Trucking firm Celadon offered $200M loan in exchange for fifth of company

Indianapolis-based Celadon Group Inc. says it’s found an investment firm willing to give it a $200 million loan—in exchange for a 19.5 percent ownership stake in the financially troubled trucking company, plus up to two seats on its board.

The arrangement represents one piece of a three-part proposed refinancing agreement announced by Celadon on Monday morning. It’s a significant milestone for the company, which has been working for a year to address numerous financial and accounting issues.

But Celadon hasn’t yet released certain key details—including the name of the proposed term lender—because none of the proposed deals have closed yet. Celadon said it expects closings to occur by June 15.

Celadon announced the possible deals in a press release, but described the lender only as “a sophisticated investment firm that has a good appreciation for the trucking industry.”

“They’re just not ready to have us put their name out there yet,” Celadon Chief Financial and Strategy Officer Thom Albrecht told IBJ. “That’s their call and we’ll defer to them on that.”

Under the proposal, the lender would provide a $200 million term loan that Celadon would use to retire its existing borrowings. The lender would also receive 19.5 percent of Celadon’s fully diluted common stock and could appoint two members to the company’s board of directors. Celadon’s current board consists of six members.

An entity can acquire an ownership stake of up to 19.5 percent without requiring Celadon shareholder approval to do so, Albrecht said, which is why the proposed lender is set to receive that amount of common stock.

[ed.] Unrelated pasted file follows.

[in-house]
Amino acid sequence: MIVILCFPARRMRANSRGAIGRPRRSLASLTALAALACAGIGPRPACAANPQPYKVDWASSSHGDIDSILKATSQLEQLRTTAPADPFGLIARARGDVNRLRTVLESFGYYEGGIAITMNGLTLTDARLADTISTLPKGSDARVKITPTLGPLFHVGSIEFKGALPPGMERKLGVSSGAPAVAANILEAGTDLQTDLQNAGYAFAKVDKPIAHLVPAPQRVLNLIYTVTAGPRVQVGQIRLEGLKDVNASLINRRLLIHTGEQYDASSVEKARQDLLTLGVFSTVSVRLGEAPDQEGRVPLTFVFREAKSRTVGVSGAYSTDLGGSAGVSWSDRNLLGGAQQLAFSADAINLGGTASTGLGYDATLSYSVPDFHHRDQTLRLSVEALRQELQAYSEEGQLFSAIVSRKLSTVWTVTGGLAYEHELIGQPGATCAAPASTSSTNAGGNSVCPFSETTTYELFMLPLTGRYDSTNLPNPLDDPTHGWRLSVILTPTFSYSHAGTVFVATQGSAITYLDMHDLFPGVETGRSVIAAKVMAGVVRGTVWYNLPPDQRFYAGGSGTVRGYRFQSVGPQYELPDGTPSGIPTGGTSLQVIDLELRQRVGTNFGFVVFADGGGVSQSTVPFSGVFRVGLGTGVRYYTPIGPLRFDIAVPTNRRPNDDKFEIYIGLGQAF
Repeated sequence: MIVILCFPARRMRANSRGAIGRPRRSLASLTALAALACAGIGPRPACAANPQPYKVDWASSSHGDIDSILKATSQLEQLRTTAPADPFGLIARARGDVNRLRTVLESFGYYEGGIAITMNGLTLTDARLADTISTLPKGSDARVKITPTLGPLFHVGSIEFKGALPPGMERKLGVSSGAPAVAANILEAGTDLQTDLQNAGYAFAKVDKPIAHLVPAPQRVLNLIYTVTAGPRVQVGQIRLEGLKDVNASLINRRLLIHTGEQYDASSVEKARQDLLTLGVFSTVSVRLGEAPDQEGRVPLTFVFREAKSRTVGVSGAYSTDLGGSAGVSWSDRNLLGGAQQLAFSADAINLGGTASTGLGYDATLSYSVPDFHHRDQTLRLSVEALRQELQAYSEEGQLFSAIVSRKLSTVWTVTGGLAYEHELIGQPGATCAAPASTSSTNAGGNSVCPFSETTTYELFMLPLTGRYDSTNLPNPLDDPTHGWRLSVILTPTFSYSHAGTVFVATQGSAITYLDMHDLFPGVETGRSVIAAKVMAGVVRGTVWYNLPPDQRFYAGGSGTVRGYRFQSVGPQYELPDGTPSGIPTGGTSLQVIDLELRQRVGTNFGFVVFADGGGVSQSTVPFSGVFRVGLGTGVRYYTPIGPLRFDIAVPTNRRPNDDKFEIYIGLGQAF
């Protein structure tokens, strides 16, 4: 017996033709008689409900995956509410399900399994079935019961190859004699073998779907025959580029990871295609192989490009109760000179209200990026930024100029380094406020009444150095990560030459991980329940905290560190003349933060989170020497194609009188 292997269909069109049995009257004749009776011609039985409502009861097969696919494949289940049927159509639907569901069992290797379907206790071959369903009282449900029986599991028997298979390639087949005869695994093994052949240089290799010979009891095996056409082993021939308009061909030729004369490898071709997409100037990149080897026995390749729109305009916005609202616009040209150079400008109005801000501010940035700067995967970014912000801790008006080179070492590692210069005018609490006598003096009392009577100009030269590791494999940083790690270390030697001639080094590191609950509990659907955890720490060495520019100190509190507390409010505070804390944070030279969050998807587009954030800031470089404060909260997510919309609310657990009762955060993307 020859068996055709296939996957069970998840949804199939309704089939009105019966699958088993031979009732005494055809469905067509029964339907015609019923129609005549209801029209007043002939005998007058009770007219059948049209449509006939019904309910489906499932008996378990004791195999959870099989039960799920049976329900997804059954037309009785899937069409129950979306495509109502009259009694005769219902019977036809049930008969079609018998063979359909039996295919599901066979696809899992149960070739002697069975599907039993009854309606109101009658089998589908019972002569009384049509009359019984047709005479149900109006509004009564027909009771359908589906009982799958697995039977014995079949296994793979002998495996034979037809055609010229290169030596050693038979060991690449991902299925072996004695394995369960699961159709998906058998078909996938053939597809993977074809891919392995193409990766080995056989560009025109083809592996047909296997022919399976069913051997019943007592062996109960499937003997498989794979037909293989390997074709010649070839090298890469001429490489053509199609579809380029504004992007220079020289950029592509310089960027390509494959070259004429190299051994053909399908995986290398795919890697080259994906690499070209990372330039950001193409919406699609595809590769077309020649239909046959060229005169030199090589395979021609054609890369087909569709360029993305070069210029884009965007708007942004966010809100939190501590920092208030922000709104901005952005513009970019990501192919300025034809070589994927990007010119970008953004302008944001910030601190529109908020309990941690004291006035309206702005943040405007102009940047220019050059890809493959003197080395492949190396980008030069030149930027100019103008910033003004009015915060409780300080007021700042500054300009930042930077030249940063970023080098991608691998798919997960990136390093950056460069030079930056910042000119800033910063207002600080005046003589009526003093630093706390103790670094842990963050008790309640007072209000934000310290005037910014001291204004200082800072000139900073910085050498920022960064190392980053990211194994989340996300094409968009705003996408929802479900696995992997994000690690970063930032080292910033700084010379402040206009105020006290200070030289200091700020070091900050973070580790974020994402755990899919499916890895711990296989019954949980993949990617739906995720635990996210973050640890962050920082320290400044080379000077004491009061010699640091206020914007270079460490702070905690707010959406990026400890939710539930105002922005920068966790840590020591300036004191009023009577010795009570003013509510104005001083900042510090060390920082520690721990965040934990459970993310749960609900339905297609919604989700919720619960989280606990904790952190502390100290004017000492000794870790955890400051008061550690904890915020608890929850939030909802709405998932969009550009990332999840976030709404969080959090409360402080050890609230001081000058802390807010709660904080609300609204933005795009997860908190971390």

It’s not yet known whom the lender might appoint to Celadon’s board or when the appointments would happen, he said.

The proposed refinancing is an important step for Celadon, which launched an internal investigation into its financial reporting in May 2017 after its auditor raised concerns

Earlier this month, Celadon disclosed that its internal investigation revealed financial reporting problems that were much larger and longer-lasting than previously expected. The company said it found problems dating back to 2014, including the overstatement of some of its earnings by as much as $250 million during a three-year period that ended in 2016.

Celadon said it would not be able to reissue its financial reports by a May 2 deadline imposed by the New York Stock Exchange. In response, the NYSE halted trading of the stock on April 3.

Shares of Celadon now trade over the counter. Shares were trading at $2 at noon Monday, up 44 cents from Friday’s closing price.

Celadon said it does not expect the issuance of restated financial statements to be a condition of closing on the refinancing agreements. 

In addition to the proposed $200 million term loan, Celadon said it also expects to enter into a new $100 million revolving line of credit proposed by Bank of America Business Capital and Wells Fargo Capital Finance LLC. The two entities are business units within Bank of America NA and Wells Fargo Bank NA, respectively, both of which are existing Celadon credit-facility lenders.

Under a third part of the proposed refinancing agreement, certain truck-tractor leases will be extended.

To cover its financial needs until the new agreements are signed, on Friday Celadon entered into a ninth amendment to its existing credit agreement. The amendment runs through June 15.

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